Janelle Montagne using the pipette

Pathobiology PhD Program

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Training at Johns Hopkins

Pathology is an integrative discipline that looks simultaneously at the whole organism and its component cells, tissues, and molecules to study the mechanisms of disease with the goal of improving disease management in the clinical setting.

Our Pathobiology PhD students are trained rigorously in human disease pathology, basic cell biology, molecular biology, genetics, microbiology and mechanisms using real human specimens; their research is continuously benchmarked against this “gold standard” of clinical disease.

This training approach leverages our clinical roots in the Department of Pathology at Johns Hopkins—the #1 NIH-funded Pathology department in the country—which gives our students unparalleled access to human tissues and specimens. Thus, the work of our students remains grounded in human disease pathology from start to finish.

What Makes Us Unique?

Focus on Translational Mechanisms of Human Disease

Rooted in the top-funded Pathology Department in the country, our students choose from participating labs throughout the Johns Hopkins School of Medicine with a common focus on translational biomedical research, using human biospecimens to benchmark their discoveries.

Byung Woo Kim at Work in the Lab
At work in the lab

Translational Rotations

Our Translational Research courses acquaint PhD students with approaches that are used clinically. Students broaden their education by carrying out patient-related activities. We are one of the few programs in the country to offer this opportunity.

Open Field of Study

On matriculation, our students do not have to commit to a particular field of study.

First-year students have the freedom to explore different topics related to the wide spectrum of human diseases, such as gastrointestinal, gynecological, urogenital and brain cancers, immunopathological, respiratory disease, cardiovascular disease, infectious disease, and acute and chronic neurodegenerative disease.

Advising Groups

Each Pathobiology PhD student is assigned to an advising group along with 5-6 fellow students with diverse backgrounds and interests and in various academic phases of their PhD. The groups meet with their faculty advisor two to three times a year for one hour sessions organized by the student group leader.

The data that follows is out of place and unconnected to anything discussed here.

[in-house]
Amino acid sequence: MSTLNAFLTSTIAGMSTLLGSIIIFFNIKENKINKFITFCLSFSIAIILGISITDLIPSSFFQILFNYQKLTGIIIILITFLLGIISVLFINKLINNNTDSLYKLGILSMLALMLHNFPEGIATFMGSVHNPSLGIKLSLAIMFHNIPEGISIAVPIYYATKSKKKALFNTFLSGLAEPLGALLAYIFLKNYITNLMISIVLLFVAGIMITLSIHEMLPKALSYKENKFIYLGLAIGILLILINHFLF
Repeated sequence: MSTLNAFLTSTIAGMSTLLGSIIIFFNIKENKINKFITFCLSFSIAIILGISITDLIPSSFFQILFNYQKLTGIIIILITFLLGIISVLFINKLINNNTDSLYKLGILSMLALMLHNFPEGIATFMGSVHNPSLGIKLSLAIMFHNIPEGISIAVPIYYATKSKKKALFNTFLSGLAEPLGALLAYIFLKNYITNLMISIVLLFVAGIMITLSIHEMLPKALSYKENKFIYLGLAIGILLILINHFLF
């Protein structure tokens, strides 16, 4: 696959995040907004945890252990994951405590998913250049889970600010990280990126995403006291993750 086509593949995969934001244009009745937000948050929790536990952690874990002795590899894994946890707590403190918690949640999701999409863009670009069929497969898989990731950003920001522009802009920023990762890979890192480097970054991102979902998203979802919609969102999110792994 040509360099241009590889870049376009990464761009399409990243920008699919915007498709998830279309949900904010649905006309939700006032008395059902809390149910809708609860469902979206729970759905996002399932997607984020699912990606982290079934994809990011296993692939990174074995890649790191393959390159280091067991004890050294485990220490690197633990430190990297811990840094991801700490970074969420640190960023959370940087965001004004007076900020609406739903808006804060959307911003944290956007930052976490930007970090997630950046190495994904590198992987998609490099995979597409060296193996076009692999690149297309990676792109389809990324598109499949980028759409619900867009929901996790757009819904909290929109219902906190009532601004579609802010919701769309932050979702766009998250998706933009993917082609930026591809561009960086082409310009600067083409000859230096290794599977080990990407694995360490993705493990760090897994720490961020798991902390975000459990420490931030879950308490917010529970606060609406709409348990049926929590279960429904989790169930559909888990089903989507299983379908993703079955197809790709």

During these informal sessions, the advisor checks in with each student to discuss their progress and any challenges they may be facing. The group setting enables more junior students to learn from the more senior students while the advisor moderates discussion between students. These advising groups provide students with an additional faculty member contact (who is not their PI) to touch base with regularly and promote connection and communication between students.

Andrew Wilson
Andrew Wilson, M.S., 2021-22 Chief Graduate Student

Chief Graduate Student

Each academic year, one 3rd-year student is selected to become the Chief Graduate Student. Modeled after our residency program, the Chief Graduate Student works closely with our Pathology Chief Resident(s); this interaction facilitates communication between graduate and medical trainees—a key component of successful translational research.

The Chief Graduate Student serves as a liaison between our students and program leadership. Regular meetings with the Department Director and PhD Program Directors and attendance at leadership and recruitment meetings provide a student voice in program decision-making.

Harley Parker

Outgoing Chief Graduate Student

To our outgoing 2020-21 Chief Graduate Student, Harley Parker: Thank you Harley, for leading your fellow students fearlessly through the past difficult year with great resilience and pride.

Meet a PhD Student

Hear from Carli Jones about her experiences as a Pathobiology PhD student.